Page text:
A fundamental doctrine of today’s education system is parents should be actively involved in their child’s education.
The list may include volunteering at school, meeting teachers, or helping them with their homework, among hundreds of other things. The issue parents face here is that they seldom get such time to accommodate all of it, and their work commitments make it more difficult.
It is so primitively engraved in our heads that we seldom ask or protest against this seeming norm.
The Current Situation
Studies suggest that parental involvement does not affect the academic achievements of their children.
Parents taking time to discuss the child’s college plans, helping them with homework, or volunteering at their schools have no connection with improvement in academic performance.
Regardless of the parent’s level of education, class, or race, their involvement seldom yields any dividend. You helping your son with his studies may not help him fetch a higher score on standardized tests. Quite the opposite happens in most cases. Children in middle school, having parental help with homework, may score lower in tests. This may be because the parent has forgotten what they have learned or does not understand it.
Many common interventions such as
- Following the child’s class
- Choosing the high-school courses for teenagers
- Punishing the children for bad marks
- Setting time for homework
are often found to be useless. These uncalled butt ins may lead children to become anxious about schools and education as a whole. Parents may engage the children in conversations to discuss parental involvement. It helps you understand their thought processes and needs.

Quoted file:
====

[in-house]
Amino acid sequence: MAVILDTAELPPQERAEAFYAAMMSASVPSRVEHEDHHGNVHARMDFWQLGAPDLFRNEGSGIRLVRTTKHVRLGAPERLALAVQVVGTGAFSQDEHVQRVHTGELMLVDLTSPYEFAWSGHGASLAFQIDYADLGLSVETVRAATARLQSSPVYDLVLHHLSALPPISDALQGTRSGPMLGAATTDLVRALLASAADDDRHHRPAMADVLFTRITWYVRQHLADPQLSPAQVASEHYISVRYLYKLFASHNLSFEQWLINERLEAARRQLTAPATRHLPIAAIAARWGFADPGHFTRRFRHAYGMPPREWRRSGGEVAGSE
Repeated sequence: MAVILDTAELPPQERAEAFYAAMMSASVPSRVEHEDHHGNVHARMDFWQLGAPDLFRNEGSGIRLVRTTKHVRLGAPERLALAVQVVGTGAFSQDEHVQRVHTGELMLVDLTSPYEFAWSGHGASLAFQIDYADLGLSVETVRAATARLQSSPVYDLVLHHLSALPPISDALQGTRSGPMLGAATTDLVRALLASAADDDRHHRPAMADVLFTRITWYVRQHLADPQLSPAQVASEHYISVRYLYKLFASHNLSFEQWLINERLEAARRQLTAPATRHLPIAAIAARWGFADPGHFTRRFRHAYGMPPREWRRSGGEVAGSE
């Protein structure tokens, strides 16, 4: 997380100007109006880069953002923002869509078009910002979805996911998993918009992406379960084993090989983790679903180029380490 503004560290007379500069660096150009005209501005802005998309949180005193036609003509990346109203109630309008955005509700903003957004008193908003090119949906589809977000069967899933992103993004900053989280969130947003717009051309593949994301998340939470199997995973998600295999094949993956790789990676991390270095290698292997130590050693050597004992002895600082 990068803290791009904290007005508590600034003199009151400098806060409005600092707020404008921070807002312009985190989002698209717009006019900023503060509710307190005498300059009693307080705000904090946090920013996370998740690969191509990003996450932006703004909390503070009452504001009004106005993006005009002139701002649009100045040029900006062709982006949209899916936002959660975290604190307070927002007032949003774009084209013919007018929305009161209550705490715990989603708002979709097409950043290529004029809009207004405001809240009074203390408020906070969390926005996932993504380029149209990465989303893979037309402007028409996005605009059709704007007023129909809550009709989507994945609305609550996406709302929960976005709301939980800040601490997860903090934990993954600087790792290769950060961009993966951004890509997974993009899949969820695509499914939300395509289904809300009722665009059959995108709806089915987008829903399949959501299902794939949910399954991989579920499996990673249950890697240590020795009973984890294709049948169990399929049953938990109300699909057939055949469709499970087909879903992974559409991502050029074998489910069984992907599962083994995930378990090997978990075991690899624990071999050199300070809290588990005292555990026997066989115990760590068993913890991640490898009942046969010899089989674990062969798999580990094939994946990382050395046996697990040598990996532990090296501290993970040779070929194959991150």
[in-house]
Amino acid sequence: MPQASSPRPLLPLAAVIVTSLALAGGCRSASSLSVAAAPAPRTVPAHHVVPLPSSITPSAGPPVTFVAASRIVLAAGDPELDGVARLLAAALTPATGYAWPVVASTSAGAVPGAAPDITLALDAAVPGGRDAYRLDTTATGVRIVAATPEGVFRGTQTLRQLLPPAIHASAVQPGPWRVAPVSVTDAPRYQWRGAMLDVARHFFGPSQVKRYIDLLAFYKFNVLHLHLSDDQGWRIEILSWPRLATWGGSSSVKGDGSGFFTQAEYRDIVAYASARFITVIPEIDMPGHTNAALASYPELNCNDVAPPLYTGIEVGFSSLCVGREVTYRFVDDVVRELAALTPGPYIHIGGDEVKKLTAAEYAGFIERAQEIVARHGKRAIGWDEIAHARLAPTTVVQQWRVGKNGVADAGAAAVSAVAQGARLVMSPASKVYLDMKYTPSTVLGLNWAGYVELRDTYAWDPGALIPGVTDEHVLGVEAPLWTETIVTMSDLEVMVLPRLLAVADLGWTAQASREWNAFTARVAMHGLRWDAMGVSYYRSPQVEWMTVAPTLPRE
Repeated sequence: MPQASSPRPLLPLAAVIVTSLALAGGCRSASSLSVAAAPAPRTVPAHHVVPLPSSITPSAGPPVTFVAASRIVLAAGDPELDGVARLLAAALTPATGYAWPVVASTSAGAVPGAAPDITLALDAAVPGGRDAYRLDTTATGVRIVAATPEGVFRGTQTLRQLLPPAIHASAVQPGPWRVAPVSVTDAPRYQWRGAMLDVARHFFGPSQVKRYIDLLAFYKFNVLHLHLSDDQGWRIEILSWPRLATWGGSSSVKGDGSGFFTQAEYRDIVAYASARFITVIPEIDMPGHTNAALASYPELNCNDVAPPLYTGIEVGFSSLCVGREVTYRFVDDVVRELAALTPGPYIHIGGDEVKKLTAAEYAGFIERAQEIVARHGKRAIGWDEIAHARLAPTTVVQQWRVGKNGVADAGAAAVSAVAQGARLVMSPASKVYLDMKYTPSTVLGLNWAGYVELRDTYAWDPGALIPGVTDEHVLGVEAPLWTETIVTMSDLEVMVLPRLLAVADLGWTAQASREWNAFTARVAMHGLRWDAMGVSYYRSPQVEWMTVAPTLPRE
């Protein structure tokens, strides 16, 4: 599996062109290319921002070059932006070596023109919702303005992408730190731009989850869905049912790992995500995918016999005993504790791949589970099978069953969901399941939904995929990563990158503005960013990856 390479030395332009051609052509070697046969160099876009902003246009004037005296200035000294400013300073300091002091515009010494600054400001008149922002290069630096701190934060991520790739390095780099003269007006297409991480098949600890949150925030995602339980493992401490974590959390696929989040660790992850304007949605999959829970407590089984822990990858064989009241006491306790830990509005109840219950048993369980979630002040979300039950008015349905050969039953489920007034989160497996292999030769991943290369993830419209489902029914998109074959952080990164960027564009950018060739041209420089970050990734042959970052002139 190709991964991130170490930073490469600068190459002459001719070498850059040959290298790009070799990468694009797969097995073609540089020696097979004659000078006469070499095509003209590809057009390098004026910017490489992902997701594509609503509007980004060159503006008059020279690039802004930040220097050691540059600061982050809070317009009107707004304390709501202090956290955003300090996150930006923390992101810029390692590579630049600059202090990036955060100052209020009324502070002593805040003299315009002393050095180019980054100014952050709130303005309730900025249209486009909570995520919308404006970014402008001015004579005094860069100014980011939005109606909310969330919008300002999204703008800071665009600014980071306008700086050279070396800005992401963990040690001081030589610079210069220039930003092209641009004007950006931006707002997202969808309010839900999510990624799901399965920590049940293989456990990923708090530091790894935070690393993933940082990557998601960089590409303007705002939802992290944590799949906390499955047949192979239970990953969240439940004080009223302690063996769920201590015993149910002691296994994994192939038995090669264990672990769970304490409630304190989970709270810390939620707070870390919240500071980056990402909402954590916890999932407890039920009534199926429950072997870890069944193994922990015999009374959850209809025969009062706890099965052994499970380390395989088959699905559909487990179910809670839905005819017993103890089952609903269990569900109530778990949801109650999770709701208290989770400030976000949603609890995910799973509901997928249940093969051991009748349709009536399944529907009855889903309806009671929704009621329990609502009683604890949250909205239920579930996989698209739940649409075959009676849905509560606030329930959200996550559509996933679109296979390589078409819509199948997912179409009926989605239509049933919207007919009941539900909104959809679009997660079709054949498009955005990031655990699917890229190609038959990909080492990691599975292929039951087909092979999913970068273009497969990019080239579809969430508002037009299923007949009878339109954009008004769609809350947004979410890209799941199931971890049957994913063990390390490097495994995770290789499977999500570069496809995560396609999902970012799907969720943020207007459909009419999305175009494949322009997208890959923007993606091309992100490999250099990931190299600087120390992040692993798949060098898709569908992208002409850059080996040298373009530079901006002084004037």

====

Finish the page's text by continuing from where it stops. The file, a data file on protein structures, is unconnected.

The Socio-Economic Factor
The conventional wisdom that parents not looking after their child’s education leads to the bad performance of the poor children in school is not true. Studies suggest that the parents with differing levels of education, class, or race all make their children understand the importance of education. It is also common for them to discuss the next level of education, like going to college.
Parents with better financial resources often expose their children to better educational resources. They put their children in social settings and neighborhoods, where they connect with numerous college-educated adults with riveting careers.
The surrounding kids from the upper-middle-class background have lawyers, doctors, and engineers in their families. It automatically imparts the importance of a good education.
The interesting exception is the behavior of Asian parents. At a time when they are poor, they still advocate the need for a good education. Although their condition may not approve them to provide a social setting like others, they still instill the importance of education.
The Parental Involvement
Parents engage more often in their child’s education than they should do. They try to help their children with various subjects, even if they have low or no understanding.
Parents try to ease the burden of the workload that their children face. They help their children seek answers for homework assignments that they are not able to do by themselves. But at times, they get stuck with providing the solution. Seeking help from professional tutors may be an option to get a better resolution at a shorter time.
Some too-involved or potentially powerful parental involvements may include:
- Hiring a tutor at home
- Opting services of a therapist for struggling kids
- Helping open a college savings account
Regardless of their socio-economic conditions, parents go to great lengths to identify the perfect school for their children.
With the strong belief in their minds, they try to recruit or place their children under the guidance of teachers who have a good reputation. A teacher’s reputation is one of the most important aspects that many parents consider as an essential ingredient for quality education.
The Final Verdict
The above findings may help comfort the anxious parents, who are struggling to find time to attend the various volunteer activities by the schools. The schools regularly organize parent-teacher meetings or PTMs, forum discussions, play days, and fun fares to get the parents more involved with their kids.
However, if the PTMs value scores above everything else, it does not make much sense for your child’s growth. The presence of various co-curricular activities may help build more traction for the schools among the children.
After-school music, dance, or theatre club may help them open up and relax a bit. The inclusion of more sports time in the weekly class schedule can help balance the stress.
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